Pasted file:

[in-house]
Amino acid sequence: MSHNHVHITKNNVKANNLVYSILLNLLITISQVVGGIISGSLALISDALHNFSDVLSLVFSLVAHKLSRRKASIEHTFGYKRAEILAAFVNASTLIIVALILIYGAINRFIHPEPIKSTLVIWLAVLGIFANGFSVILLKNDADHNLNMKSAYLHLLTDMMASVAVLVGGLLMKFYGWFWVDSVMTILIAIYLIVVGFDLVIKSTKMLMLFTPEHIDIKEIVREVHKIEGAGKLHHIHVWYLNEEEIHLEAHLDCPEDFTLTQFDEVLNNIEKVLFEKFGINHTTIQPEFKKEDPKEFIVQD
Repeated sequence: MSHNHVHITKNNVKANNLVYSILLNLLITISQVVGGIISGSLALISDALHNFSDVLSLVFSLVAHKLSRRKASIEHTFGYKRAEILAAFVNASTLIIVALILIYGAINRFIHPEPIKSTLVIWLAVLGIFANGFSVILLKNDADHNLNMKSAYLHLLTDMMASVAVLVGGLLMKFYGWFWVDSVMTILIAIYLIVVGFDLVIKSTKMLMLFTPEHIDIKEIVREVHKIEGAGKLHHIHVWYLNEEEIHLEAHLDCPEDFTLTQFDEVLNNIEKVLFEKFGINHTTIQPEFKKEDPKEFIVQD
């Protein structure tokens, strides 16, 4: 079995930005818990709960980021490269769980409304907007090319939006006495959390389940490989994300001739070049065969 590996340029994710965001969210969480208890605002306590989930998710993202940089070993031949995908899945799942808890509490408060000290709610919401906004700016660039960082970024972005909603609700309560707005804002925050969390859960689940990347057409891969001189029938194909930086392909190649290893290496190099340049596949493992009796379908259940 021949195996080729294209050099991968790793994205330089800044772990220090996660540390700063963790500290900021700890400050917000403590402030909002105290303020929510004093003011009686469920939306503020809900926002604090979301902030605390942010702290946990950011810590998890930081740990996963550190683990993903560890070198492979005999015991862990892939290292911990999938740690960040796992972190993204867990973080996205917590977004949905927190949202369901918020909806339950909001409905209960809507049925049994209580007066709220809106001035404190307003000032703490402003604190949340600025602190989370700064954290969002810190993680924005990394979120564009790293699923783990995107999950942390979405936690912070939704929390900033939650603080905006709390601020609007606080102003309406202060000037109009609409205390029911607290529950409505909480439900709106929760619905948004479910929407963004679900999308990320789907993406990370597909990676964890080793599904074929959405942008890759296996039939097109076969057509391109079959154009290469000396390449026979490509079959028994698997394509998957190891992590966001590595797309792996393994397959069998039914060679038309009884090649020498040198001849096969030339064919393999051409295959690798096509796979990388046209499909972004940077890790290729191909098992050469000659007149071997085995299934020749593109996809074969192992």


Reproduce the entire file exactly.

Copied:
[in-house]
Amino acid sequence: MSHNHVHITKNNVKANNLVYSILLNLLITISQVVGGIISGSLALISDALHNFSDVLSLVFSLVAHKLSRRKASIEHTFGYKRAEILAAFVNASTLIIVALILIYGAINRFIHPEPIKSTLVIWLAVLGIFANGFSVILLKNDADHNLNMKSAYLHLLTDMMASVAVLVGGLLMKFYGWFWVDSVMTILIAIYLIVVGFDLVIKSTKMLMLFTPEHIDIKEIVREVHKIEGAGKLHHIHVWYLNEEEIHLEAHLDCPEDFTLTQFDEVLNNIEKVLFEKFGINHTTIQPEFKKEDPKEFIVQD
Repeated sequence: MSHNHVHITKNNVKANNLVYSILLNLLITISQVVGGIISGSLALISDALHNFSDVLSLVFSLVAHKLSRRKASIEHTFGYKRAEILAAFVNASTLIIVALILIYGAINRFIHPEPIKSTLVIWLAVLGIFANGFSVILLKNDADHNLNMKSAYLHLLTDMMASVAVLVGGLLMKFYGWFWVDSVMTILIAIYLIVVGFDLVIKSTKMLMLFTPEHIDIKEIVREVHKIEGAGKLHHIHVWYLNEEEIHLEAHLDCPEDFTLTQFDEVLNNIEKVLFEKFGINHTTIQPEFKKEDPKEFIVQD
């Protein structure tokens, strides 16, 4: 079995930005818990709960980021490269769980409304907007090319939006006495959390389940490989994300001739070049065969 590996340029994710965001969210969480208890605002306590989930998710993202940089070993031949995908899945799942808890509490408060000290709610919401906004700016660039960082970024972005909603609700309560707005804002925050969390859960689940990347057409891969001189029938194909930086392909190649290893290496190099340049596949493992009796379908259940 021949195996080729294209050099991968790793994205330089800044772990220090996660540390700063963790500290900021700890400050917000403590402030909002105290303020929510004093003011009686469920939306503020809900926002604090979301902030605390942010702290946990950011810590998890930081740990996963550190683990993903560890070198492979005999015991862990892939290292911990999938740690960040796992972190993204867990973080996205917590977004949905927190949202369901918020909806339950909001409905209960809507049925049994209580007066709220809106001035404190307003000032703490402003604190949340600025602190989370700064954290969002810190993680924005990394979120564009790293699923783990995107999950942390979405936690912070939704929390900033939650603080905006709390601020609007606080102003309406202060000037109009609409205390029911607290529950409505909480439900709106929760619905948004479910929407963004679900999308990320789907993406990370597909990676964890080793599904074929959405942008890759296996039939097109076969057509391109079959154009290469000396390449026979490509079959028994698997394509998957190891992590966001590595797309792996393994397959069998039914060679038309009884090649020498040198001849096969030339064919393999051409295959690798096509796979990388046209499909972004940077890790290729191909098992050469000659007149071997085995299934020749593109996809074969192992």